• Stage Door 1937, also nominated for Best Director with Katharine Hepburn as well as his first of three consecutive film with Ginger Rogers
  • Fifth Avenue Girl 1939 with Ginger Rogers and Walter Connolly
  • Primrose Path 1940 with Ginger Rogers and Joel McCrea

His output dropped severely in the 1940s, and he only officially directed one film after 1942, Living in a Big Way 1947

La Cava died nine days before his 60th birthday on March 1, 1952 in Malibu, California His remains were buried at Chapel of the Pines Crematory

Filmographyedit

Year Film Academy Award Nominations Academy Award Wins
1921 His Nibs
1923 The Life of Reilly
Beware of the Dog
1924 Restless Wives
The New School Teacher
1925 Womanhandled
1926 Let's Get Married
Say It Again
So's Your Old Man
1927 Paradise for Two
Running Wild
Tell It to Sweeney
The Gay Defender
1928 Half a Bride
Feel My Pulse
1929 Saturday's Children
Big News
His First Command
1931 Laugh and Get Rich
Smart Woman
1932 Symphony of Six Million
The Age of Consent
The Half-Naked Truth
1933 Gabriel Over the White House
Bed of Roses
Gallant Lady
1934 The Affairs of Cellini 4 0
What Every Woman Knows
1935 Private Worlds 1 0
She Married Her Boss
1936 My Man Godfrey 6 0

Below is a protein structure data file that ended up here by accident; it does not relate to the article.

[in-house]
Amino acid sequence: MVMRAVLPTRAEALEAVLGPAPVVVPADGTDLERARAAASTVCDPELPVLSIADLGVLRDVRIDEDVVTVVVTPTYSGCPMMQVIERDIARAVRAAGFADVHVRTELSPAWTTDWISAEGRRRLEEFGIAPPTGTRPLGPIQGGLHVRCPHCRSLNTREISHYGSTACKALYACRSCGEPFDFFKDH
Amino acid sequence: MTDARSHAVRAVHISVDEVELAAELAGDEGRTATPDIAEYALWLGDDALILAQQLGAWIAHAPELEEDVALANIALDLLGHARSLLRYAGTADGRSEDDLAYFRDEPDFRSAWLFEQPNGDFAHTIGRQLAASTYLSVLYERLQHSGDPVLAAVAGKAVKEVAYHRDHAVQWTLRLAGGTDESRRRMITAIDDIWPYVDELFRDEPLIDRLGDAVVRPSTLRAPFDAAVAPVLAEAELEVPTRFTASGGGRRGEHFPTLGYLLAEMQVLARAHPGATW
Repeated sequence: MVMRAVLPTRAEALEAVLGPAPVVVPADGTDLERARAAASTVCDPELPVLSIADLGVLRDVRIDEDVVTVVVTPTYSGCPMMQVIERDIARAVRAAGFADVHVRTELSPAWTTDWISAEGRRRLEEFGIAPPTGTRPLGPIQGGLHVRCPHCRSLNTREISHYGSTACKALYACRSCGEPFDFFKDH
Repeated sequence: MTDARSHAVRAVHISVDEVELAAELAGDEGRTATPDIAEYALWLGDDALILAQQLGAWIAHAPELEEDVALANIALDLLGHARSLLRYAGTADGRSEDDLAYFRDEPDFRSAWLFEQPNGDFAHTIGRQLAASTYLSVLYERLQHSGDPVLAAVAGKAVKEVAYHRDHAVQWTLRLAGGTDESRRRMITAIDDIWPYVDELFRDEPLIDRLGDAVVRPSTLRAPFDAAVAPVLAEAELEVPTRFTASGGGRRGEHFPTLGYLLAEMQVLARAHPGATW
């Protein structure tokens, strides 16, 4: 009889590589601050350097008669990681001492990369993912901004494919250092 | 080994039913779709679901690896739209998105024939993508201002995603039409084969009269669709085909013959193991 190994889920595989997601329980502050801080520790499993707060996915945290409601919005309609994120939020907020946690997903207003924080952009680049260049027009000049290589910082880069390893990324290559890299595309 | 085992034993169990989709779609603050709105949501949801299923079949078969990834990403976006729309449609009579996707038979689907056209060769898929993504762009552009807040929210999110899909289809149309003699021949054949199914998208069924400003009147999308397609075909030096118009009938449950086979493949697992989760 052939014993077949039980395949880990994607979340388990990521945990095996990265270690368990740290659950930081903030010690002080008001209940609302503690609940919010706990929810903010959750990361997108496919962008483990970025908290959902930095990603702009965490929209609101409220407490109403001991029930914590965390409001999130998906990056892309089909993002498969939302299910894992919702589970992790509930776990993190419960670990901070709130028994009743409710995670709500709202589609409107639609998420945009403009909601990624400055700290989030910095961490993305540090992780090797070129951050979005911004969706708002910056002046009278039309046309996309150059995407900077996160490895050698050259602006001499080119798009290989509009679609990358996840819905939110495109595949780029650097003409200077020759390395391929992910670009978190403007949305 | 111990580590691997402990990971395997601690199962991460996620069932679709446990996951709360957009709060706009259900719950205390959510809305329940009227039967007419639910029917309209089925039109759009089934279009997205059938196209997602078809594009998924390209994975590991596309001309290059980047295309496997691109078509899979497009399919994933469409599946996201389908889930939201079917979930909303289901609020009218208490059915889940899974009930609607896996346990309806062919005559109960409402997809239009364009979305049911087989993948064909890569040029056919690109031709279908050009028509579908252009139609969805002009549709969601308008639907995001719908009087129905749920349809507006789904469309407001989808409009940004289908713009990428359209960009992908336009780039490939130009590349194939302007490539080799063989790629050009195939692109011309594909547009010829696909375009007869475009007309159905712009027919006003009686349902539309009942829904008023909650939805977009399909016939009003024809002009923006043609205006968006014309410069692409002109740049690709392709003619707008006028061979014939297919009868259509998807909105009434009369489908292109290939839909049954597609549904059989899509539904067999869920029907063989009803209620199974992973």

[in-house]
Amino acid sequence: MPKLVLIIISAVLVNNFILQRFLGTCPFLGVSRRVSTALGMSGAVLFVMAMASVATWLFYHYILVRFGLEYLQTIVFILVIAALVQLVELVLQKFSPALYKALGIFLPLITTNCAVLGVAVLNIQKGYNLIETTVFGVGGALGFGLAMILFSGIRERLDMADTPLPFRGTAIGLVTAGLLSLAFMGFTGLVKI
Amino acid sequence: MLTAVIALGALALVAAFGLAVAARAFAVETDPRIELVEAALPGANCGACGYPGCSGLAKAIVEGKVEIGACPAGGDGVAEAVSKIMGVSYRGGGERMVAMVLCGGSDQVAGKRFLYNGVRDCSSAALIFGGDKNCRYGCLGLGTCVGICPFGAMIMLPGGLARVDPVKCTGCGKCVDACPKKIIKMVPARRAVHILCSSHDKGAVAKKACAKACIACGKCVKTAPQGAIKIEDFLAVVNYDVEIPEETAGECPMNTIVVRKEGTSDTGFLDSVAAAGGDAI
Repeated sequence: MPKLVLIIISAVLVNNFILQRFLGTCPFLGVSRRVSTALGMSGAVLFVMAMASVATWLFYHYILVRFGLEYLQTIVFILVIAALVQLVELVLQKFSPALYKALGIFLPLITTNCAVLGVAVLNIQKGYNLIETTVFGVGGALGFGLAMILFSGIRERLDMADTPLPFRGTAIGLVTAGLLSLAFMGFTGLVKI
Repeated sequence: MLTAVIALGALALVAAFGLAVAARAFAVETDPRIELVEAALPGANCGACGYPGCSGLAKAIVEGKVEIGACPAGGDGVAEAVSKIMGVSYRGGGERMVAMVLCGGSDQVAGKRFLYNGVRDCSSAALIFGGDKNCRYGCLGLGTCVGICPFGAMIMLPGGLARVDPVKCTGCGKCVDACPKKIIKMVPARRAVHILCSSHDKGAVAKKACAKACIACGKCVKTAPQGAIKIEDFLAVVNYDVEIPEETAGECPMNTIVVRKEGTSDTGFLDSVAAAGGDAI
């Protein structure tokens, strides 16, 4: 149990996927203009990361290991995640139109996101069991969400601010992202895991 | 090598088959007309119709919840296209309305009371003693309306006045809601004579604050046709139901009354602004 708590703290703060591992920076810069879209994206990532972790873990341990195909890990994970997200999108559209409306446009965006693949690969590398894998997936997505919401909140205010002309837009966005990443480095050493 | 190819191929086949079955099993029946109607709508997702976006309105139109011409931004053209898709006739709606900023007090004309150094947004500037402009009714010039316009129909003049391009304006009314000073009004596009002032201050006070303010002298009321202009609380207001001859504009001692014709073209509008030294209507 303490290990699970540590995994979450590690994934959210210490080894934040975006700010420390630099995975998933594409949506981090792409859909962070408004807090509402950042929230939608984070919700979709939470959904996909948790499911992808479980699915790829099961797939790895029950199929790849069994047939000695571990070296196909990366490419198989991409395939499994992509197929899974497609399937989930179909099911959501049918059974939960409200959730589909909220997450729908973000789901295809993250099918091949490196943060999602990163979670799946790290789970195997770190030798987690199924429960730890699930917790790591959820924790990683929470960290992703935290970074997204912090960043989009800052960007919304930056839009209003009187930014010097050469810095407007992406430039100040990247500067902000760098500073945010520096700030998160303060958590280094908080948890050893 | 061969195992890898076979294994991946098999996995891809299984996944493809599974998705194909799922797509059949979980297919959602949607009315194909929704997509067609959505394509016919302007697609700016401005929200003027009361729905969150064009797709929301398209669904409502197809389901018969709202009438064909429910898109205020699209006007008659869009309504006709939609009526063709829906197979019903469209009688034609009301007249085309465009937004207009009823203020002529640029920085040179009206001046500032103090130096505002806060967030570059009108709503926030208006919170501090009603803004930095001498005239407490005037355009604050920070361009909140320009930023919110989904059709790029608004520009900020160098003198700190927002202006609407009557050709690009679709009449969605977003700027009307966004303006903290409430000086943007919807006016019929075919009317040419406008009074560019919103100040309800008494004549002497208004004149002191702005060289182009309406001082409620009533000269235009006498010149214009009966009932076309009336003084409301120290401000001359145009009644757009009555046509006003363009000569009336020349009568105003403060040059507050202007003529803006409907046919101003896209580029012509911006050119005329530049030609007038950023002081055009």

1937 Stage Door 4 0
1939 5th Ave Girl
1940 Primrose Path 1 0
1941 Unfinished Business
1942 Lady in a Jam
1947 Living in a Big Way
1948 One Touch of Venus

Referencesedit

  • George Carpetto, "Gregory La Cava," in Italian Americans of the Twentieth Century, ed George Carpetto Tampa, FL: Loggia Press, 1999, pp 196-197
  • Joe Adamson; The Walter Lantz Story; G P Putnam's Sons; ISBN 0-399-13096-9 1985
  • Donald Crafton; Before Mickey: The Animated Film: 1898–1928; The University of Chicago Press; ISBN 0-226-11667-0 1982, 1993
  • Leonard Maltin; Of Mice and Magic: A History of American Animated Cartoons; Penguin Books; ISBN 0-452-25993-2 1980, 1987

External linksedit

  • Gregory La Cava on Internet Movie Database
  • Gregory La Cava at Find a Grave

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    29.10.2014